Friday, July 04, 2014

SqueakJS runs Etoys now

TL;DR: Try Etoys in your web browser without a plugin (still buggy, but even works on iPad). Feedback from more platforms is very welcome, and fixes to improve the compatibility, too.
Half a year has passed since my initial release of SqueakJS. Now I can report on some significant progress since then.

For one, I adopted a UI layout similar to Dan’s Smalltalk-72 emulator, where the debugger interface is only visible when the system is stopped. Now that the basics are working, there is no need to show the debugger all the time. Try it yourself at the Lively page.

But more importantly, many more subsystems are working now. BitBlt is almost complete (all the important modes are implemented), WarpBlt works (for scaling and rotating morphs), the image can be saved, an emulated file system supports reading and writing of persistent files. This now is enough to not only run the very old and undemanding “mini.image”, but SqueakJS now can even run the very latest Etoys image, the same version as on Squeakland. Beware of the many incomplete features and outright bugs still left to be fixed, but try it for yourself here.

While Etoys feels a lot slower than the MVC “mini.image”, and some operations take many seconds, it is surprisingly responsive for normal interaction. On the browsers with the fastest JIT compilers (Safari on Mac, IE on Windows) it is almost good enough, even though no serious optimizations were done yet. It is also interesting to see that some browsers (Chrome and Firefox) are currently significantly slower. And not just a little slower, but Safari outperforms Chrome by 200% for this workload! This is likely due to Safari›’s excellent LLVM-based FTL JIT.

The remarkable thing about the screenshot above is how unremarkable it looks. Apart from the missing white oval behind the “Home” label it looks just like it’s supposed to. In comparison, a week ago the screen still looked like this:

The difference is that Tobias Pape and I added support for Balloon2D rendering. This is Squeak’s default vector rendering engine, originally created by Andreas Raab to show Flash animations. But unlike the rest of the SqueakJS VM, we did not port the original code. Instead, our plugin intercepts the drawing commands and renders them using HTML5 canvas drawing routines. While still far from complete, it can already render one kind of important shapes: TrueType font glyphs. They are defined by Bézier curves, which need to be rendered with anti-aliasing to look nice. And now that we can render text, the graphics are almost complete. Many more details still need to be implemented, especially color gradients.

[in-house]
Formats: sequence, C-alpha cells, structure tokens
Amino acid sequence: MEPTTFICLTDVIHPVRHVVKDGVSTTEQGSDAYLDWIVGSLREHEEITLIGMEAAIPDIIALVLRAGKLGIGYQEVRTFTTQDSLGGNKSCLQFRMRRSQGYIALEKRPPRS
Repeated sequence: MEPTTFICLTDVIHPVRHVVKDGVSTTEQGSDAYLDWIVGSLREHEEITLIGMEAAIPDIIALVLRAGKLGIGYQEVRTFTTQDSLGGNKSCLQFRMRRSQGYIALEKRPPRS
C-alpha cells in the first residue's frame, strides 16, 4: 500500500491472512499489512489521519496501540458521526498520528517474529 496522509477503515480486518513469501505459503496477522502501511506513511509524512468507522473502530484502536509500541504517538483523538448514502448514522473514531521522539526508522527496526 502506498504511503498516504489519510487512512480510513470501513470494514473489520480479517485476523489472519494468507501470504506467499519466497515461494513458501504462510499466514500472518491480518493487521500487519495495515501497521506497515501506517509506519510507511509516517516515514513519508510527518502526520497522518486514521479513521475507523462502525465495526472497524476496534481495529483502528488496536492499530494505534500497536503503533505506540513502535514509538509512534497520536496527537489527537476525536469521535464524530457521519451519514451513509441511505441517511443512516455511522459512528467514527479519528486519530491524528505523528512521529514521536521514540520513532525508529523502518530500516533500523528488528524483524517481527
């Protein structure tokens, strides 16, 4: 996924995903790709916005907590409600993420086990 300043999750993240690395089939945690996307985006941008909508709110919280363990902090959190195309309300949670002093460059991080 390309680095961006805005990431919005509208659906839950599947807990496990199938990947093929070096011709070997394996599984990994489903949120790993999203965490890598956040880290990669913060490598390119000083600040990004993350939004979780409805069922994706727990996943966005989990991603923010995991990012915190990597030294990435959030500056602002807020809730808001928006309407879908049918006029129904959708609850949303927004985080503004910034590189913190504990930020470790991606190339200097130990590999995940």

This highlights one strength of Squeak: The VM and its plugin modules present a well-defined, stable interface to the outside world. That is what makes a machine truly “virtual”. In contrast, other systems rely on FFI (the foreign function interface) or similar techniques for extension. While convenient during rapid development, it does not keep the interface small and stable. That interface is overly broad and unpredictable. Typically, client code must be special-cased per platform. It's calling C functions directly, which may or may not exist on a given platform. That makes it much harder to move the system to another platform, and in particular one that is completely different, like the web browser. The Squeak Etoys image on the other hand did not have to be modified at all.

What I’d like to see fixed in Squeak is that there should be working fallback code for all non-essential primitive functions. This would make it much easier to get up and running on new platforms.

For SqueakJS, bugs need to get fixed, and many features are still missing to run Etoys fully. Adding support for other Squeak releases than Etoys would be great (closure/Cog/Spur images). Contributions are welcome: fork my github project.


Richard Eng said...

It keeps crashing in Safari on my Mac (running OS X Yosemite). Date: Jan. 4, 2015.

And it's abysmally slow in Chrome.

Bert said...

Richard: the Safari crashes have been reported. It looks like a bug in WebKit's FTL JIT.

SqueakJS is very demanding, as you discovered, so the JavaScript VM gets exercised in unusual ways, leading to the discovery of problems in browsers. E.g., one optimization problem was fixed in Chrome after I reported it.

The overall speed of curse depends on what you do with it. Running a full Etoys image is very expensive, that's why it is still really slow. For now, it's amazing that it works at all. It takes no shortcuts.

With lighter workloads, such as what e.g. Amber would be doing (basically generating some HTML via DOM) I would bet SqueakJS is competitive. Try e.g. my JSBridge demo (which could be made to load faster by not filing in the bridge code on startup).

In raw execution speed SqueakJS currently is 3x faster than Amber in Chrome as measured by "0 tinyBenchmarks", even though it implements the complete Smalltalk semantics.